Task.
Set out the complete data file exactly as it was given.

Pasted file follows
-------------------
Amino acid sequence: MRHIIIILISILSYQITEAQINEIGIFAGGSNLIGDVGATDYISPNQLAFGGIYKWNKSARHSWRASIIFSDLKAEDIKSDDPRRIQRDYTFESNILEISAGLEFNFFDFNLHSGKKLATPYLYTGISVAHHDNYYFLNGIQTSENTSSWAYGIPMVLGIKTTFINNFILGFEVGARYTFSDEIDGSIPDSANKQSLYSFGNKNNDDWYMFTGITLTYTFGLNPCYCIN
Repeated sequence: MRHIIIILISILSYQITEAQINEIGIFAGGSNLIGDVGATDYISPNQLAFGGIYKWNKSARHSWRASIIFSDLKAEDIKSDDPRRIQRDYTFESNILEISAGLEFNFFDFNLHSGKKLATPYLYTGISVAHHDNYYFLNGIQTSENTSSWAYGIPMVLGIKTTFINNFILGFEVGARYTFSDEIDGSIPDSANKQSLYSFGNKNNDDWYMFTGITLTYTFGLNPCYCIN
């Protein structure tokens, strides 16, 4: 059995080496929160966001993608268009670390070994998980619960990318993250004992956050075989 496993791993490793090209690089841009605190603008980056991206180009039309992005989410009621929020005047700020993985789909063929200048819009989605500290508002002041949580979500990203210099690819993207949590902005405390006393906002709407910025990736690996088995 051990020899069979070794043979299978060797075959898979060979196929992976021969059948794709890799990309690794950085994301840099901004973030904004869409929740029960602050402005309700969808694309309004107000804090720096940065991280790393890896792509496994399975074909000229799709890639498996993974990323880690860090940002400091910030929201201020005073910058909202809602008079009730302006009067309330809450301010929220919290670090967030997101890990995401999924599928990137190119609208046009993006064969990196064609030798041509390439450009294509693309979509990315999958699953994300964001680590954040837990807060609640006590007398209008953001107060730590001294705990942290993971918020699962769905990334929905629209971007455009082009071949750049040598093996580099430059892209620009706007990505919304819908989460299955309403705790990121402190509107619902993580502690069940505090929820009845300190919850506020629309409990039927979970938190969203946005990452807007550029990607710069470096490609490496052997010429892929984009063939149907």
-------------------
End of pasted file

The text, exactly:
Amino acid sequence: MRHIIIILISILSYQITEAQINEIGIFAGGSNLIGDVGATDYISPNQLAFGGIYKWNKSARHSWRASIIFSDLKAEDIKSDDPRRIQRDYTFESNILEISAGLEFNFFDFNLHSGKKLATPYLYTGISVAHHDNYYFLNGIQTSENTSSWAYGIPMVLGIKTTFINNFILGFEVGARYTFSDEIDGSIPDSANKQSLYSFGNKNNDDWYMFTGITLTYTFGLNPCYCIN
Repeated sequence: MRHIIIILISILSYQITEAQINEIGIFAGGSNLIGDVGATDYISPNQLAFGGIYKWNKSARHSWRASIIFSDLKAEDIKSDDPRRIQRDYTFESNILEISAGLEFNFFDFNLHSGKKLATPYLYTGISVAHHDNYYFLNGIQTSENTSSWAYGIPMVLGIKTTFINNFILGFEVGARYTFSDEIDGSIPDSANKQSLYSFGNKNNDDWYMFTGITLTYTFGLNPCYCIN
């Protein structure tokens, strides 16, 4: 059995080496929160966001993608268009670390070994998980619960990318993250004992956050075989 496993791993490793090209690089841009605190603008980056991206180009039309992005989410009621929020005047700020993985789909063929200048819009989605500290508002002041949580979500990203210099690819993207949590902005405390006393906002709407910025990736690996088995 051990020899069979070794043979299978060797075959898979060979196929992976021969059948794709890799990309690794950085994301840099901004973030904004869409929740029960602050402005309700969808694309309004107000804090720096940065991280790393890896792509496994399975074909000229799709890639498996993974990323880690860090940002400091910030929201201020005073910058909202809602008079009730302006009067309330809450301010929220919290670090967030997101890990995401999924599928990137190119609208046009993006064969990196064609030798041509390439450009294509693309979509990315999958699953994300964001680590954040837990807060609640006590007398209008953001107060730590001294705990942290993971918020699962769905990334929905629209971007455009082009071949750049040598093996580099430059892209620009706007990505919304819908989460299955309403705790990121402190509107619902993580502690069940505090929820009845300190919850506020629309409990039927979970938190969203946005990452807007550029990607710069470096490609490496052997010429892929984009063939149907």